Coordinating the workshop program is our new Board member Jay Cherney, Ph.D., a psychologist specializing in family wealth. Dr. Cherney worked with our Creative Team to develop the small-group format. In facilitating the workshops, he applies a narrative framework in which participants understand that the stories we tell ourselves provide our lens on the world, guiding decisions and relationships. We collaborate more effectively with others when we appreciate the unique stories through which they see and act in the world.
In addition to Dr. Cherney, we have other experienced professionals who can facilitate a workshop for a variety of audiences, including those interested in family systems learning, wealth management education, trust law and family business governance, and philanthropic planning.
A trusted advisor struggles to fulfill his commitment to steer the descendants of a legendary and colorful entrepreneur according to the ‘plan’ established by the founder of the family business. The family must learn to collaborate in order to renew their business and philanthropic legacy, but ghosts from the past erupt from an unexpected direction. The play emphasizes themes of leadership legacy and renewal and especially membership – an exploration of the work and thinking of seminal author Jay Hughes. (Developed under a grant from the law firm of Kozusko Harris Duncan and its clients).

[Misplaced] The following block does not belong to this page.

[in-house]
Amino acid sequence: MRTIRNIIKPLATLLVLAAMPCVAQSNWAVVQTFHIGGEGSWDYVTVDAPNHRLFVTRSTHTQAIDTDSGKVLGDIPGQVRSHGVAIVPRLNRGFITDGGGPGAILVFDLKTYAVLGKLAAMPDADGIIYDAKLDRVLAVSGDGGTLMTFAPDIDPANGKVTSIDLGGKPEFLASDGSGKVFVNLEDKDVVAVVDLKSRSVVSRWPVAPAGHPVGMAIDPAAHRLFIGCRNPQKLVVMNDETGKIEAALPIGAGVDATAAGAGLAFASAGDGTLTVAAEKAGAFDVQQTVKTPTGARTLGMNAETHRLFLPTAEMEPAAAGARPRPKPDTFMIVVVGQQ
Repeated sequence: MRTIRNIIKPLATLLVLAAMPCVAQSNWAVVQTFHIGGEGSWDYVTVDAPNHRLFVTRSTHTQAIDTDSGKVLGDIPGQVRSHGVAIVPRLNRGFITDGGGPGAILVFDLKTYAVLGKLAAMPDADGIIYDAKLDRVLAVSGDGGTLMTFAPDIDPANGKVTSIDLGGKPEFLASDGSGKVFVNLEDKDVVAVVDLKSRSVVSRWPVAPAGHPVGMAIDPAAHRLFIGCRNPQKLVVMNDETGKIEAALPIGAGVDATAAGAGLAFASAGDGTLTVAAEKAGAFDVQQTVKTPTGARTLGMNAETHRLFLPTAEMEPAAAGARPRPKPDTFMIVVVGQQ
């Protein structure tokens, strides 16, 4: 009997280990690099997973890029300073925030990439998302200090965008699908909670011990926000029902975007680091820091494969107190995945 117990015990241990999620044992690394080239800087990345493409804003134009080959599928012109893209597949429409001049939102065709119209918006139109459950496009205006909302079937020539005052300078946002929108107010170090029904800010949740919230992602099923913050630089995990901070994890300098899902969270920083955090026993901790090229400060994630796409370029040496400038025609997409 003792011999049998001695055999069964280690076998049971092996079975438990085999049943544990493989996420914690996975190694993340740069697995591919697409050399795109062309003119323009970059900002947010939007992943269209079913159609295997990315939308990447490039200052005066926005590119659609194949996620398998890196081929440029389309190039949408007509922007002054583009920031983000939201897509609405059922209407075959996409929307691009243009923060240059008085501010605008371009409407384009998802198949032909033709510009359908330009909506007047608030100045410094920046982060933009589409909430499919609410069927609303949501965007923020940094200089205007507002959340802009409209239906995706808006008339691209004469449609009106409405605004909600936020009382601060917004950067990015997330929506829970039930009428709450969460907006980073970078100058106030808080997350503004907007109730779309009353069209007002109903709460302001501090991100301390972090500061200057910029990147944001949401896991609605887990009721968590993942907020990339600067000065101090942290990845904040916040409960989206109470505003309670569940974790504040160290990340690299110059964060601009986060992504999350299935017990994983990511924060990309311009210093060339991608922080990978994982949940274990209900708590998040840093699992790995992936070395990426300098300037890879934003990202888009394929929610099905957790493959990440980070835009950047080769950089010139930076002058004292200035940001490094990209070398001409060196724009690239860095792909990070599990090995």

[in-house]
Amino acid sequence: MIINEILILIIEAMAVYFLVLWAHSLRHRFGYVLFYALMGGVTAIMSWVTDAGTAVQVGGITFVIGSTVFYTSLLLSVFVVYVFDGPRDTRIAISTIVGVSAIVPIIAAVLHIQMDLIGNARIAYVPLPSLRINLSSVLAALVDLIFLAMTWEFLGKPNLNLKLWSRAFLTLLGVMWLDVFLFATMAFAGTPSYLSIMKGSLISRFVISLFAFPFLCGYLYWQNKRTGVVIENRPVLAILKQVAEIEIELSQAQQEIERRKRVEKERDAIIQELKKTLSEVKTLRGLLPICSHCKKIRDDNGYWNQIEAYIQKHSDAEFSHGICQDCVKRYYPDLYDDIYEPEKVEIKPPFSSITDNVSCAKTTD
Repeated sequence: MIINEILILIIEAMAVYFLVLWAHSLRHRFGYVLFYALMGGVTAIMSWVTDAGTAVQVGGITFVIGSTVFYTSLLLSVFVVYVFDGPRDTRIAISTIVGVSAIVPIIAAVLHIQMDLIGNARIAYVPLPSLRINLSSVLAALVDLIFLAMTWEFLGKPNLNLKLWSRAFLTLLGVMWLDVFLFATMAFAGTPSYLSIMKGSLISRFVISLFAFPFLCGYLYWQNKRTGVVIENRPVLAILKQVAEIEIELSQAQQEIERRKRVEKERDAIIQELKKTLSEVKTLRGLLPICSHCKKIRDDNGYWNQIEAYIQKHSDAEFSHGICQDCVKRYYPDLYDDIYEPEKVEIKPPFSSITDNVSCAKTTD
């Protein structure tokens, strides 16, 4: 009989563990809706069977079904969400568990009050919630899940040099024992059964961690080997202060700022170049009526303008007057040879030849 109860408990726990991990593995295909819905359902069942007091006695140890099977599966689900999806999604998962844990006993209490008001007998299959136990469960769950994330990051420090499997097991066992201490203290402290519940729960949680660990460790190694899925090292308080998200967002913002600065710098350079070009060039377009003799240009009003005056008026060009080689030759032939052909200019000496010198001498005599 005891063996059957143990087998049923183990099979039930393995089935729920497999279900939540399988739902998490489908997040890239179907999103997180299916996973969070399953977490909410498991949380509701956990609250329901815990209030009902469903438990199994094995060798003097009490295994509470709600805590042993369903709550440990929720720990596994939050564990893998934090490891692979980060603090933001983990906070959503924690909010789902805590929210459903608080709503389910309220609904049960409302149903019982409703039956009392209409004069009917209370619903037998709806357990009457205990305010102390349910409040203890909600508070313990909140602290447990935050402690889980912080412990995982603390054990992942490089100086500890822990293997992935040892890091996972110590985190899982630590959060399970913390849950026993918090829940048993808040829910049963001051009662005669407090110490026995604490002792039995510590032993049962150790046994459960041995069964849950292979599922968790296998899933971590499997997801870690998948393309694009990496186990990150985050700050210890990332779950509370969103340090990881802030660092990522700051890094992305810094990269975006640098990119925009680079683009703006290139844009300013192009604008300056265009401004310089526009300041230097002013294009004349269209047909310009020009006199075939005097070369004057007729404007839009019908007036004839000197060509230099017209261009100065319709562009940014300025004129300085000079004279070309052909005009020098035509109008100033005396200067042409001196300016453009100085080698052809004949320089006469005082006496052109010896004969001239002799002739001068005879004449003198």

A recently liquid, mature family wrestles with expectations of inheritance and generational equity as it explores the beginnings of building a legacy through modest gifting and a family foundation.
What is a “fair” amount of funding for professional adult children? How do various family members communicate values and develop future plans in this muddled context?
On the first anniversary of the patriarch’s death, a grieving family remembers him with a new ship launching, while simultaneously dealing with a potentially disruptive liquidity event. This story focuses on the role of legacy, generational succession and wealth transfer in a family business.
A well educated third generation grandson attempts to become more active in a long lived family foundation, causing a clash between old and new ideas on governance and grant making. The story explores the challenges of appropriately incorporating younger family members into the decision making process in a family foundation.